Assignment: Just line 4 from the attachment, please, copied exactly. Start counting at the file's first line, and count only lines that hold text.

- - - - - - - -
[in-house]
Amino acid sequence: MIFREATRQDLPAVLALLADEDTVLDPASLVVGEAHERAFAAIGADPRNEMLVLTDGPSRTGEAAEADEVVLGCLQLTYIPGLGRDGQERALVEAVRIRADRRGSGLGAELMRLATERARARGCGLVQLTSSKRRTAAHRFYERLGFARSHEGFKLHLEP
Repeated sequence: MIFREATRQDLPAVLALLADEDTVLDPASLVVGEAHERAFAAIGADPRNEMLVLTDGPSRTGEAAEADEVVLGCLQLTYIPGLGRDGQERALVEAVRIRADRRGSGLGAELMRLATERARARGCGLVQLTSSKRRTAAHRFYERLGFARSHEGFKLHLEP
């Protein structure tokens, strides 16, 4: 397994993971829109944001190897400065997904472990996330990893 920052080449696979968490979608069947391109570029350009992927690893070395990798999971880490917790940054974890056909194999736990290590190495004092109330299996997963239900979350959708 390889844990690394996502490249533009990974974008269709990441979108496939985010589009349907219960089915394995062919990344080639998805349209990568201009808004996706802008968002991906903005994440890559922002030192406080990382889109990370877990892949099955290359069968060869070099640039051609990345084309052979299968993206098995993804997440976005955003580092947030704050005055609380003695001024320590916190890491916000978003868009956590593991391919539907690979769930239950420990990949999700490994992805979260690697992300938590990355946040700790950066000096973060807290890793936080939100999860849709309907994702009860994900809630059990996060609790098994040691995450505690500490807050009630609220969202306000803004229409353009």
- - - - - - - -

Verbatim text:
């Protein structure tokens, strides 16, 4: 397994993971829109944001190897400065997904472990996330990893 920052080449696979968490979608069947391109570029350009992927690893070395990798999971880490917790940054974890056909194999736990290590190495004092109330299996997963239900979350959708 390889844990690394996502490249533009990974974008269709990441979108496939985010589009349907219960089915394995062919990344080639998805349209990568201009808004996706802008968002991906903005994440890559922002030192406080990382889109990370877990892949099955290359069968060869070099640039051609990345084309052979299968993206098995993804997440976005955003580092947030704050005055609380003695001024320590916190890491916000978003868009956590593991391919539907690979769930239950420990990949999700490994992805979260690697992300938590990355946040700790950066000096973060807290890793936080939100999860849709309907994702009860994900809630059990996060609790098994040691995450505690500490807050009630609220969202306000803004229409353009």